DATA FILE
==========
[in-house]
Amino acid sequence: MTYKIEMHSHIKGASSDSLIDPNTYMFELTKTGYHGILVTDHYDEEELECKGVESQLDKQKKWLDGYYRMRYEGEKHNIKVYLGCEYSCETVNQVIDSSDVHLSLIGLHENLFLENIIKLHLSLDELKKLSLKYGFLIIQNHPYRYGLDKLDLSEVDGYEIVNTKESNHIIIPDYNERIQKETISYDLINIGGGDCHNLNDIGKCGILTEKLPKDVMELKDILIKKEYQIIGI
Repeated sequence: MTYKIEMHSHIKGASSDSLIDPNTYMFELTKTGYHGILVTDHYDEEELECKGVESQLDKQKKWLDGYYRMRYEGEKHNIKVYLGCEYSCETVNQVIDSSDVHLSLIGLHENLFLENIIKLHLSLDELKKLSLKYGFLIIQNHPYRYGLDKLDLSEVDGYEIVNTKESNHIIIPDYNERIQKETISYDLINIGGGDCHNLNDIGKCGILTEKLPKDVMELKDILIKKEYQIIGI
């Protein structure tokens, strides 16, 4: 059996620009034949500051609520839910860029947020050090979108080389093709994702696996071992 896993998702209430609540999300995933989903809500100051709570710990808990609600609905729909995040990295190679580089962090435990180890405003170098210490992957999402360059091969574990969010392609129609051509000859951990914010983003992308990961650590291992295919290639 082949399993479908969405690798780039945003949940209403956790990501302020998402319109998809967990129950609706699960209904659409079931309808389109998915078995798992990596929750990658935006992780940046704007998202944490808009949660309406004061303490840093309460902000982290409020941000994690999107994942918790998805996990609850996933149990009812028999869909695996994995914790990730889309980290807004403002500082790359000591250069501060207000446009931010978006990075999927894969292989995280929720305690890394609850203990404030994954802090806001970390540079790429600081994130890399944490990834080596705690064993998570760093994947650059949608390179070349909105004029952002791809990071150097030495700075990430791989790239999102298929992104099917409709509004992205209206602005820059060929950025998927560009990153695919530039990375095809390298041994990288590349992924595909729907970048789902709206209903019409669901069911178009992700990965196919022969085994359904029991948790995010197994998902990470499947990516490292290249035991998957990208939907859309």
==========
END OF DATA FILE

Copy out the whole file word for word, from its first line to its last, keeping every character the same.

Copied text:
[in-house]
Amino acid sequence: MTYKIEMHSHIKGASSDSLIDPNTYMFELTKTGYHGILVTDHYDEEELECKGVESQLDKQKKWLDGYYRMRYEGEKHNIKVYLGCEYSCETVNQVIDSSDVHLSLIGLHENLFLENIIKLHLSLDELKKLSLKYGFLIIQNHPYRYGLDKLDLSEVDGYEIVNTKESNHIIIPDYNERIQKETISYDLINIGGGDCHNLNDIGKCGILTEKLPKDVMELKDILIKKEYQIIGI
Repeated sequence: MTYKIEMHSHIKGASSDSLIDPNTYMFELTKTGYHGILVTDHYDEEELECKGVESQLDKQKKWLDGYYRMRYEGEKHNIKVYLGCEYSCETVNQVIDSSDVHLSLIGLHENLFLENIIKLHLSLDELKKLSLKYGFLIIQNHPYRYGLDKLDLSEVDGYEIVNTKESNHIIIPDYNERIQKETISYDLINIGGGDCHNLNDIGKCGILTEKLPKDVMELKDILIKKEYQIIGI
């Protein structure tokens, strides 16, 4: 059996620009034949500051609520839910860029947020050090979108080389093709994702696996071992 896993998702209430609540999300995933989903809500100051709570710990808990609600609905729909995040990295190679580089962090435990180890405003170098210490992957999402360059091969574990969010392609129609051509000859951990914010983003992308990961650590291992295919290639 082949399993479908969405690798780039945003949940209403956790990501302020998402319109998809967990129950609706699960209904659409079931309808389109998915078995798992990596929750990658935006992780940046704007998202944490808009949660309406004061303490840093309460902000982290409020941000994690999107994942918790998805996990609850996933149990009812028999869909695996994995914790990730889309980290807004403002500082790359000591250069501060207000446009931010978006990075999927894969292989995280929720305690890394609850203990404030994954802090806001970390540079790429600081994130890399944490990834080596705690064993998570760093994947650059949608390179070349909105004029952002791809990071150097030495700075990430791989790239999102298929992104099917409709509004992205209206602005820059060929950025998927560009990153695919530039990375095809390298041994990288590349992924595909729907970048789902709206209903019409669901069911178009992700990965196919022969085994359904029991948790995010197994998902990470499947990516490292290249035991998957990208939907859309």